Rocksmith (PlayStation 3, Xbox 360, PC)Developer: Ubisoft MontrealPublisher: UbisoftRelease: October 18, 2011 It is impossible not to compare Rocksmith with games like Rock Band or Guitar Hero, especially out of the public ennui from being overexposed to these titles. But Rocksmith is not merely Rock Band with literal strings attached. What makes it different from the others, as Ubisoft North America President Laurent Detoc explains it, is in its aim to pursue “real life benefits” in games. That is, players will be able to take lifelong skills with them even after they play. Based on what I experienced at the Rocksmith Event, the game has enough features to let players train progressively and selectively -- in reading tabs, recognizing chords, making techniques such as hammer-ons, bends and so on. Unlike its predecessors, Rocksmith is obviously not a party game anyone can pick up on the spot -- or a rock star simulation where you play as an Axl Rose-lookalike or decorate your virtual guitar with skull studs and cool shit like that. In fact, as a warning to new guitar players, you will suck. You will feel yourself suck, see yourself suck and listen to yourself suck. You will experience the soreness in your fingertips after a full day’s contact with steel strings. But once you get the hang of the system, you will also progressively get better and produce more refined tunes -- and that’s the primary selling point of the game. Another difference is you personally can’t set the game difficulty at easy, difficult or hard. The game is intuitive enough to determine player’s level or “wavelength” -- if you are a guitar beginner or masterful enough to have an international tour like Lady Gaga. A Lady Gaga who plays guitar like Joe Satriani anyway. If you keep on hitting notes, the game will dynamically adjust the song in real-time, adding or reducing notes as necessary. On the other hand, there are no consequences missing a note or two or even rewards for getting combos. It stays true to its goal of letting players learn at their own pace. There is no use for a scoreboard because essentially, you are competing with yourself and your mastery of a song.   Just last week, Ubisoft revealed a new peripheral, the Rocksmith Real Tone Cable, which enables two players to jam together. The principles behind single-player still follow: each player still has his own profile tracking that lets them play at a pace they’re comfortable with. What’s more, you can even choose to play a certain part of the song such as rhythm or lead, resulting to complementing sounds that mesh quite nicely together. Real music! Even with my measly background in guitar, I had a hard time imagining how the game’s interface will allow players to read the tabs while timing the notes properly -- especially through the narrower split-screen of co-op mode. It follows a system that is actually simple but takes a while to catch up on. Like in the photo above, you are given two perspectives to help you visualize the guitar. One view shows you the actual tablature with the frets displayed (ninth and twelfth, in this case) and the notes color-coded by string (yellow = second string, etc.).  The next guitar view gives you the X-Y position of the notes on the fingerboard with the approaching notes highlighted. Once the notes intersect with the fingerboard, you should be able to pluck the string. It also conveniently shows the string colors if you still haven’t memorized them. Add to the fact that you also have to look down at your guitar every three seconds if you are a beginner like me, it takes a while to get used to this visual barrage of info. One thing I really appreciate about Rocksmith is it doesn’t simply assume that you know your guitar basics. When starting up the game, you will be shown video tutorials on how to tune, where to place your fingers, how to pluck, etc. The main “Journey” mode even provides a setlist based on your performance. This is the recommended mode as you can learn techniques as you encounter them in the songs. After attaining high enough Rocksmith points (RSPs) for all songs in the setlist, you can be qualified enough to play in a concert and move on with the next set. Aside from this, there are a number of ways on how you can keep on practicing songs and improving your techniques. There is the leveler mode that lets you repeat certain riffs of songs until you master them. Free speed lets you play at a convenient pace. You can also master techniques such as bending and playing chords through guided tutorials. For me, the most innovative teaching tool would have to be the Guitarcade. Perfect for more casual players, it is a series of mini-games designed to improve your reflexes and muscle memory in moving up and down frets, making tremolos and slides among other things. I personally enjoyed the “Ducks” mini-game, which let me shoot the ducks by positioning my fingers along the frets of the guitar and strumming the first string to shoot.  While Rocksmith has developed a really fun interface for learning guitar, one of the issues I had with is timing. My timing has always been a little off, and sometimes I strum a little too early for the song, but I felt the game doesn’t exactly recognize little things like that. In general, I felt that it’s up to you to personally refine the quality of your sound, which the game doesn’t really have control over. It can read if you’re playing a note, but not if you’re doing it correctly. But overall, I appreciate the psychological satisfaction that Rocksmith can give by letting you experience tangible improvement in your skills while engaging you intellectually by constantly amping up the challenge. It’s not exactly a game that teaches the intricacies of music theory, but it inspires you to keep improving and learn for yourself. For another viewpoint on Rocksmith, check out Abel Girmay's recent preview.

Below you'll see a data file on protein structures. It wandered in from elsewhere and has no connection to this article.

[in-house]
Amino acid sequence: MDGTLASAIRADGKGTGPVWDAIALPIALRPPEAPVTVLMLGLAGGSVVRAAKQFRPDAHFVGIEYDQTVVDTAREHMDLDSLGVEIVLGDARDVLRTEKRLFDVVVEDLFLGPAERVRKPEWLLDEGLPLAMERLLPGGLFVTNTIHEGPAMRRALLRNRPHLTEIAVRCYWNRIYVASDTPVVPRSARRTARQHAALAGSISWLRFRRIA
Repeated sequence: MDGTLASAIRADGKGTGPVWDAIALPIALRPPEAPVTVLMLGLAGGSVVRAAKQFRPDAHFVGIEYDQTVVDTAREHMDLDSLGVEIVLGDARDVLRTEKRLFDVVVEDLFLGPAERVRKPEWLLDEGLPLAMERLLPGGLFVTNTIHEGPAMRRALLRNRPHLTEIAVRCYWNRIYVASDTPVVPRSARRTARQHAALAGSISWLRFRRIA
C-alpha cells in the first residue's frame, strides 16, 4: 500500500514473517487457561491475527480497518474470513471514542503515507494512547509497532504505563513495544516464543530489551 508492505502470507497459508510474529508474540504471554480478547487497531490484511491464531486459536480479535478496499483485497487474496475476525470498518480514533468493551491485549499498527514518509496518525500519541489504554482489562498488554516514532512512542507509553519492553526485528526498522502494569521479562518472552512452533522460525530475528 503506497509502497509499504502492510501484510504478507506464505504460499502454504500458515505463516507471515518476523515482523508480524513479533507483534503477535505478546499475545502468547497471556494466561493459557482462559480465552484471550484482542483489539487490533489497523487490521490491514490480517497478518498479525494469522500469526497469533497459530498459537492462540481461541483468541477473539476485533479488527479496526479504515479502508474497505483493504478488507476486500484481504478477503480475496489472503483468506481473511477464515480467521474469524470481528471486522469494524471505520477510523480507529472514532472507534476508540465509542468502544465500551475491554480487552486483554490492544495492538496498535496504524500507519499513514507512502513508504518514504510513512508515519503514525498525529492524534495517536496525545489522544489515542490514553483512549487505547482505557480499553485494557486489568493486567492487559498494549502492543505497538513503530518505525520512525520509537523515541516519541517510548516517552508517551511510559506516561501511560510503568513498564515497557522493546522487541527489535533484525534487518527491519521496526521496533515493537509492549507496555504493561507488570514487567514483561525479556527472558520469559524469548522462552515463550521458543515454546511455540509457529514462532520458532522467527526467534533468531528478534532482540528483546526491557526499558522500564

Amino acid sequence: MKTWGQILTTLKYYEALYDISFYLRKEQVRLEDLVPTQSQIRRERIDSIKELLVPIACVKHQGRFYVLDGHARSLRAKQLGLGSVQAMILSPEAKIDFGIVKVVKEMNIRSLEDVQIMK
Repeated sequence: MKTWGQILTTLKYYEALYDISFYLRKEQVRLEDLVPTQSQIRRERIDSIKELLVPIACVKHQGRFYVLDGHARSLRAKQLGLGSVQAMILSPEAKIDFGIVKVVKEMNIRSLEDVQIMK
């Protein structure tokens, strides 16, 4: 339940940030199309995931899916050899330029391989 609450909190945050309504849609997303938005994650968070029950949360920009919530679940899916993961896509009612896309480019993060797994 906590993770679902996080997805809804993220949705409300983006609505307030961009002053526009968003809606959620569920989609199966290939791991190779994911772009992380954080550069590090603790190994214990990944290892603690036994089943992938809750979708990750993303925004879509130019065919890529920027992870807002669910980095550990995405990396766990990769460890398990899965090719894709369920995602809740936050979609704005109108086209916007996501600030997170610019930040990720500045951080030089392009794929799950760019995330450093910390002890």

Music games that simulate musical performance have often been criticized, ridiculed and lampooned for being too repetitive and for lack of a better word, fake. Synonyms aside, Rocksmith -- a new game ...